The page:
This Dentons Client Alert was originally published as an article by Gary Goodman and Alice Yurke in Volume 34, No. 1 (January/February 2020) of the American Bar Association's Probate & Property magazine.
In July 2017, Andrew Bailey, chief executive officer of the UK Financial Conduct Authority (FCA), announced that the FCA would no longer require panel banks to make London Inter-Bank Offered Rate (LIBOR) submissions after the end of 2021. Since the early 1980s, LIBOR and other interbank-offered rates have acted as the reference rates for trillions of dollars in real-estate-secured and other loans, bonds, and securitizations and deposits and derivatives notional. This article provides an overview of LIBOR’s historical importance in the financial markets and describes certain challenges in transitioning to a new risk-free rate.
A brief history of LIBOR
LIBOR was developed and launched in the mid-1980s by the British Bankers Association. It is used by the real estate industry as the index rate in many floating rate loans. LIBOR is derived from submissions by panel banks and represents the rate at which those banks could borrow funds in various currencies and tenors from other banks in London. In practice, LIBOR submissions have proven to be subject to manipulation and tampering, as evidenced by the rate-rigging scandal that came to light in 2012. Administration of LIBOR was shifted to the ICE (Intercontinental Exchange) Benchmark Administration (IBA) in 2014.
LIBOR is currently produced on a daily basis in five currencies: US dollar, Euro, British pound sterling, Japanese yen, and Swiss franc. Sixteen major money center banks are on the panel that contribute rates to USD LIBOR. The banks are based in various jurisdictions and all have operations in London. LIBOR is calculated in various tenors and maturity rates, including overnight, one week, one month, two months, three months, six months, and 12 months. IBA has taken significant steps to improve the production of LIBOR by establishing oversight, surveillance, and validation procedures designed to reduce the possibility of manipulation.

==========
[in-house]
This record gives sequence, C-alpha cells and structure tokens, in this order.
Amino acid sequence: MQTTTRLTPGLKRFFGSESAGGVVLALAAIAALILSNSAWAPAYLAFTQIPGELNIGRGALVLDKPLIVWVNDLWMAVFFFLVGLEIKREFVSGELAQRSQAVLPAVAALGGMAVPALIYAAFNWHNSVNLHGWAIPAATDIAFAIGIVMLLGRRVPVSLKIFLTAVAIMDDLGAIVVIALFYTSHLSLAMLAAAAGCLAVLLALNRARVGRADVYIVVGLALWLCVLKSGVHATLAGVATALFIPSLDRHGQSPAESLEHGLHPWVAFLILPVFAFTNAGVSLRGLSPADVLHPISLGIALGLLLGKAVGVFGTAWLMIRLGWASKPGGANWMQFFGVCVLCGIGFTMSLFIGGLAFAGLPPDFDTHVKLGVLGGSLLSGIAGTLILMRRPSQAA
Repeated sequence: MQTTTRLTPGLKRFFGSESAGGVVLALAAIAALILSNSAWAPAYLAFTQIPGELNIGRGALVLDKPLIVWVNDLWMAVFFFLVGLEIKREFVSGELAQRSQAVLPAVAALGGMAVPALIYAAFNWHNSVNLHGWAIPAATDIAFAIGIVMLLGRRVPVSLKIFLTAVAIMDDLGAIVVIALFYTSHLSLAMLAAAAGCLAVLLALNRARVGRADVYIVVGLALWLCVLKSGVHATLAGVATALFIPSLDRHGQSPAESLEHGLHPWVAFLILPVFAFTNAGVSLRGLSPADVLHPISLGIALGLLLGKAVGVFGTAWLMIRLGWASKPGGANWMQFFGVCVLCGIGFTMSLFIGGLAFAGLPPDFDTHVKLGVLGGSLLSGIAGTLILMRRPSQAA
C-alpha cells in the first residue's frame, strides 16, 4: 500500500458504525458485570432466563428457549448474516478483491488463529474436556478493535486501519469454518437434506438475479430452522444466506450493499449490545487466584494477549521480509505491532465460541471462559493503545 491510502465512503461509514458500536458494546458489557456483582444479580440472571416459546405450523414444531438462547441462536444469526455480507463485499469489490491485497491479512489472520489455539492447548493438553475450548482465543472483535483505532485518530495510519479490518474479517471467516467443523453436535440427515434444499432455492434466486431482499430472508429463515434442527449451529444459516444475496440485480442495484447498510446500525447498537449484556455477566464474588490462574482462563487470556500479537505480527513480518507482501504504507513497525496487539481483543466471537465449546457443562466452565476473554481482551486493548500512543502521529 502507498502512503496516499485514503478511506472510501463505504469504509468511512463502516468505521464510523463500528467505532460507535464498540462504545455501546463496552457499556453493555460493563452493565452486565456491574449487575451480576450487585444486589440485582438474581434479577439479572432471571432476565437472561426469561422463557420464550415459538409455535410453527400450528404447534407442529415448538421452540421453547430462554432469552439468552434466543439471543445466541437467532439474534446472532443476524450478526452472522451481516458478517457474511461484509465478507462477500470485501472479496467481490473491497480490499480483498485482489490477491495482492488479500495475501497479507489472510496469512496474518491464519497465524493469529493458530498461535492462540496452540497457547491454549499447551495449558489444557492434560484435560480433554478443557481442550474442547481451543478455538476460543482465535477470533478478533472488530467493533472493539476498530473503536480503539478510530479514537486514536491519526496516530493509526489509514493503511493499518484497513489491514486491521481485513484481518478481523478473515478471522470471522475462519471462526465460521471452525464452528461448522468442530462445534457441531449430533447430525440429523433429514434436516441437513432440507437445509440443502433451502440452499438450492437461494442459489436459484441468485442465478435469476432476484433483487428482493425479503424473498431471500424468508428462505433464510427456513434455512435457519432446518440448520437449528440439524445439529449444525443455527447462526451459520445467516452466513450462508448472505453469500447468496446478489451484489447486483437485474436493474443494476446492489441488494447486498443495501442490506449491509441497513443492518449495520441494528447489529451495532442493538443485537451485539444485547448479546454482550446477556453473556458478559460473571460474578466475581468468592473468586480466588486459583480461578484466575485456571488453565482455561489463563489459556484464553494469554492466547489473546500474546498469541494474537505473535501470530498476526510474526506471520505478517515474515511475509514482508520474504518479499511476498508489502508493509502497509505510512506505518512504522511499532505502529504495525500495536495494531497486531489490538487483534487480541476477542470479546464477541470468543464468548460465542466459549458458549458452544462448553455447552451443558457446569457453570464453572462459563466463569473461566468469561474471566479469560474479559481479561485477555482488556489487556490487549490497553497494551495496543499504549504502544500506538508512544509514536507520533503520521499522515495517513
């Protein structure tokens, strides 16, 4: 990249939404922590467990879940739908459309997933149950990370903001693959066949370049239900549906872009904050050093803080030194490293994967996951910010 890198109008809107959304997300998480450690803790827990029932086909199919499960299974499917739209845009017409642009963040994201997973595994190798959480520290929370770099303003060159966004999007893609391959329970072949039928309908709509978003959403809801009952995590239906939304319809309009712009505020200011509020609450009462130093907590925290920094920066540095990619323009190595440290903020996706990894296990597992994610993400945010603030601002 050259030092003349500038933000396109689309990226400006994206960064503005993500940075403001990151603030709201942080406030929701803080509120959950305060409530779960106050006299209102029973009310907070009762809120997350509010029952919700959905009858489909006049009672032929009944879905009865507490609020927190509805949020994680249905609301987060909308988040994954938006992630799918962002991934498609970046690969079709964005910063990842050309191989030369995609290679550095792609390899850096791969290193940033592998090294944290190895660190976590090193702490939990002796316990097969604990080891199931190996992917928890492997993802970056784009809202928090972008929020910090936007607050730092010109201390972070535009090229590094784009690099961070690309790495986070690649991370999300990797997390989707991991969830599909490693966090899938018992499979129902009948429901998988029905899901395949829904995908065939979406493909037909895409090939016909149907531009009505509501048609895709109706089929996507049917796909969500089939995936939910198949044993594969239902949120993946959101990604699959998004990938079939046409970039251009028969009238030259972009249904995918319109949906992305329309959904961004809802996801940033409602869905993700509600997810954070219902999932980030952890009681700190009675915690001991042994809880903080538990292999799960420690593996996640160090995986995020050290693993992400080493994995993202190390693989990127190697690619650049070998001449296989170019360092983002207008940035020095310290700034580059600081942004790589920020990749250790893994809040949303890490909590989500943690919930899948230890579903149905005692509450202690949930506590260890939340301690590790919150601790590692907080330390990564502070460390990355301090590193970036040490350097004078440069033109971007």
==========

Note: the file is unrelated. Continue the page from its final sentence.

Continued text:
Advantages of LIBOR
LIBOR is forward-looking and is designed to predict a bank’s actual cost of funds over a given time period in the future corresponding to the relevant tenor. If LIBOR is accurate, then a bank can reasonably price loans on a forward basis by simply adding a margin reflecting the bank’s cost of operations and profit margin, as well as borrower risk. LIBOR as an index also gives the borrower certainty of payment. For example, in a loan with six-month LIBOR as an index, the rate will reset every six months, and the borrower will know its exact cost for the upcoming period. In contrast, if the borrower’s rate is based on an overnight index, its borrowing cost is far less certain.
Disadvantages of LIBOR
Panel banks have an understandable reluctance to contribute rates to support LIBOR, given the risk of future liability based on claims of manipulation, notwithstanding improved internal controls and procedures. After the credit crisis, the actual reliance by banks on the interbank lending market for funding operations has declined substantially. As a result, current submissions by panel banks are to a large extent based on “expert judgment: or estimates of the rates the submitting banks would be charged, rather than actual or comparable transactions. LIBOR, therefore, suffers both from reputational concerns and from an absence of robust underlying market data and is disfavored by policy makers.